Excessive pricing of medicines and antitrust: not a great week for Aspen
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This week Aspen received two pieces of bad news. On 13 June, the South African Competition Commission (SACC) announced the opening of an investigation against Aspen for its suspected excessive prices in the provision of certain cancer medicinal products (Leukeran, Alkeran and Myleran).
The following day, the Italian administrative court of Lazio rejected the appeal brought by Aspen against the decision of the Italian Antitrust Authority (IAA) of September 2016, in which it found that Aspen had abused its dominant position by charging excessive prices for the supply of life-saving medicinal products for cancer patients Alkeran, Leukeran, Purnethol and Tioguanina, and imposed a fine equal to Euro 5.2 million. It will be interesting to read the reasoning of this ruling, which should be published in the next 45 days. In fact, the IAA decision touched a number of controversial points, including the test used to conclude that Aspen was dominant and the methodology for determining excessive prices.
In the meantime, the troubles for Aspen in Italy are not over. On 1 March 2017, the IAA opened an investigation against Aspen alleging that it did not comply with its previous decision ordering Aspen to adopt all the necessary initiatives aimed at defining fair market prices for its medicinal products. In particular, the IAA said that Aspen would have adopted a dilatory conduct in the negotiation with the Italian Medicines Agency (AIFA), including requesting to use abusive prices as a basis for the negotiation. It will be interesting to see how this investigation will end since it goes down to the heart of the problem: finding a reasonable way to determine whether the price is higher than it should be.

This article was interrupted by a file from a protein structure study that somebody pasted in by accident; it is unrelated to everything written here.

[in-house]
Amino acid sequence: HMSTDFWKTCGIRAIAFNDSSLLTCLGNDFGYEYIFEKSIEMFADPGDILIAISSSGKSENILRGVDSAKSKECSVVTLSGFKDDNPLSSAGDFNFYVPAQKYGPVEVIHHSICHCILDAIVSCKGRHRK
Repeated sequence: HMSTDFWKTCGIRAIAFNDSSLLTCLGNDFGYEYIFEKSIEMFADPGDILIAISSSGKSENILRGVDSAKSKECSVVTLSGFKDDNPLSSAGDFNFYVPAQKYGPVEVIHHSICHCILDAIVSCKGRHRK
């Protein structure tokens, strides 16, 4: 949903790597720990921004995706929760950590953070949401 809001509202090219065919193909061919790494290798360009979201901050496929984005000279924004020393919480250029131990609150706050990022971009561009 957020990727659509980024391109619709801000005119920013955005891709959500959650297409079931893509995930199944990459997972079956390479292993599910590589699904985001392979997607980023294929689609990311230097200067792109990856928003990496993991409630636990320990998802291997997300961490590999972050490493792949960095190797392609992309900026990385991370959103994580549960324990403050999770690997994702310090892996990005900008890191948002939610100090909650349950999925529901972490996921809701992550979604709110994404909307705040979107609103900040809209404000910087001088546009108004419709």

The battles for Aspen are not finished: other pending investigations have been commenced early this year by the European Commission and the Spanish Competition Authority. These multiple probes suggest a need of a strict coordination among authorities in order to avoid inconsistent outcomes, also taking into account the fact that those investigations often concern the same medicinal products despite marketed in the context of different regulatory frameworks.
It is now clear that excessive pricing cases against pharmaceutical companies will keep antitrust authorities busy for the next years. In this respect the words of the SACC Tembinkosi Bonakele become significant: “The Commission has identified the healthcare sector, and in particular pharmaceuticals, as a priority sector for its enforcement efforts due to the likely negative impact that anti-competitive conduct in that sector would have on consumers in general and specifically the poor and vulnerable.” Moreover, specifically in Italy, AIFA and the IAA signed a memorandum of understanding in January 2017 aiming at increasing cooperation, information exchanges, and coordination of their enforcement functions.
This post was originally co-authored by Marco de Morpurgo.